Size and frequency of occurrence
Small earthquakes occur nearly constantly around the world in places like California and Alaska in the U.S., as well as in Chile, Peru, Indonesia, Iran, the Azores in Portugal, New Zealand, Greece and Japan. Large earthquakes occur less frequently, the relationship being exponential; for example, roughly ten times as many earthquakes larger than magnitude 4 occur in a particular time period than earthquakes larger than magnitude 5. In the (low seismicity) United Kingdom, for example, it has been calculated that the average recurrences are:
* an earthquake of 3.7 or larger every year
* an earthquake of 4.7 or larger every 10 years
* an earthquake of 5.6 or larger every 100 years.
The number of seismic stations has increased from about 350 in 1931 to many thousands today. As a result, many more earthquakes are reported than in the past because of the vast improvement in instrumentation (not because the number of earthquakes has increased). The USGS estimates that, since 1900, there have been an average of 18 major earthquakes (magnitude 7.0-7.9) and one great earthquake (magnitude 8.0 or greater) per year, and that this average has been relatively stable. In fact, in recent years, the number of major earthquakes per year has actually decreased, although this is likely a statistical fluctuation. More detailed statistics on the size and frequency of earthquakes is available from the USGS.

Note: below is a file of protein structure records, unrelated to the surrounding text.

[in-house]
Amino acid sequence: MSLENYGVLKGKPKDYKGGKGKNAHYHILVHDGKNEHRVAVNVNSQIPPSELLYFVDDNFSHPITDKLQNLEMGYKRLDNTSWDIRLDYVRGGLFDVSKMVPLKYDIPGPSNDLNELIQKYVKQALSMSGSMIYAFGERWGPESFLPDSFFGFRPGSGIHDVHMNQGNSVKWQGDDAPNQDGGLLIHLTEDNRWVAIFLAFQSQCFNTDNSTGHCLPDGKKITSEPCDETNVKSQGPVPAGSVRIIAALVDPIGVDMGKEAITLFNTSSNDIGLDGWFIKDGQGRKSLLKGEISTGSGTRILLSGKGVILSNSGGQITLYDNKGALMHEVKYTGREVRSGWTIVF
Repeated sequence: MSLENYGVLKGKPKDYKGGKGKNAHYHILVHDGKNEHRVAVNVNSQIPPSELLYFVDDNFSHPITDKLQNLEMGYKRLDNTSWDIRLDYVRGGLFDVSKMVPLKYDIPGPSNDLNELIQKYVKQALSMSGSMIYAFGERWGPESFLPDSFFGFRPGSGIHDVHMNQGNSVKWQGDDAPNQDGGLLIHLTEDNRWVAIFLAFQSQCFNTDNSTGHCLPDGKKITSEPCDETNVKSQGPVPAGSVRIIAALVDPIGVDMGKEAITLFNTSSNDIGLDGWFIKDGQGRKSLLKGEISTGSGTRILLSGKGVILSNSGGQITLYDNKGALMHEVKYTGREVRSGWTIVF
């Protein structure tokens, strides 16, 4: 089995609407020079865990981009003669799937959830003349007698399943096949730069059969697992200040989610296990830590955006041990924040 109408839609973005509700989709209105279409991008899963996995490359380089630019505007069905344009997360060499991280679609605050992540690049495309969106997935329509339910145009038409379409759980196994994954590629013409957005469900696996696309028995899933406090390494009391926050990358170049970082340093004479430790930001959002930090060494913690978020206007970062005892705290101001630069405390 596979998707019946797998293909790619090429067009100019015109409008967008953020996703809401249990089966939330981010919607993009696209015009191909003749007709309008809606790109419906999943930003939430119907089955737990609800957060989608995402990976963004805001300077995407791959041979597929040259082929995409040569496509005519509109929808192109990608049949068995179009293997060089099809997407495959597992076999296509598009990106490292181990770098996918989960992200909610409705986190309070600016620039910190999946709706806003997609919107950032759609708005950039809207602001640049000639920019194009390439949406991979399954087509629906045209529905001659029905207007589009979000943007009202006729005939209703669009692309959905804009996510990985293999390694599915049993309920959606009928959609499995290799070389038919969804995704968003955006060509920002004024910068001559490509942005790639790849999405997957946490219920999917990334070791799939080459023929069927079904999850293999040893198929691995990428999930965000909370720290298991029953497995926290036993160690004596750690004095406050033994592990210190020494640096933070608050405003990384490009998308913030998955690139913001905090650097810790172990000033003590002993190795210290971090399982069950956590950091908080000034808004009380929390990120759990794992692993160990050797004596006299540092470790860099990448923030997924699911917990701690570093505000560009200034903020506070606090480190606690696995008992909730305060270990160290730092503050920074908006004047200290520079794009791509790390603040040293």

Most of the world’s earthquakes (90%, and 81% of the largest) take place in the 40,000-km-long, horseshoe-shaped zone called the circum-Pacific seismic belt, also known as the Pacific Ring of Fire, which for the most part bounds the Pacific Plate. Massive earthquakes tend to occur along other plate boundaries, too, such as along the Himalayan Mountains.
There are many effects of earthquakes including, but not limited to the following:
Shaking and ground rupture
Shaking and ground rupture are the main effects created by earthquakes, principally resulting in more or less severe damage to buildings or other rigid structures. The severity of the local effects depends on the complex combination of the earthquake magnitude, the distance from epicenter, and the local geological and geomorphological conditions, which may amplify or reduce wave propagation. The ground-shaking is measured by ground acceleration.
Specific local geological, geomorphological, and geostructural features can induce high levels of shaking on the ground surface even from low-intensity earthquakes. This effect is called site or local amplification. It is principally due to the transfer of the seismic motion from hard deep soils to soft superficial soils and to effects of seismic energy focalization owing to typical geometrical setting of the deposits.
Landslides and avalanches
Earthquakes can cause landslides and avalanches, which may cause damage in hilly and mountainous areas.
Following an earthquake, fires can be generated by break of the electrical power or gas lines. In the event of water mains rupturing and a loss of pressure, it may also become difficult to stop the spread of a fire once it has started.
Soil liquefaction occurs when, because of the shaking, water-saturated granular material temporarily loses its strength and transforms from a solid to a liquid. Soil liquefaction may cause rigid structures, as buildings or bridges, to tilt or sink into the liquefied deposits.
Undersea earthquakes and earthquake-triggered landslides into the sea, can cause Tsunamis. See, for example, the 2004 Indian Ocean earthquake.
Earthquakes may result in disease, lack of basic necessities, loss of life, higher insurance premiums, general property damage, road and bridge damage, and collapse of buildings or destabilization of the base of buildings which may lead to collapse in future earthquakes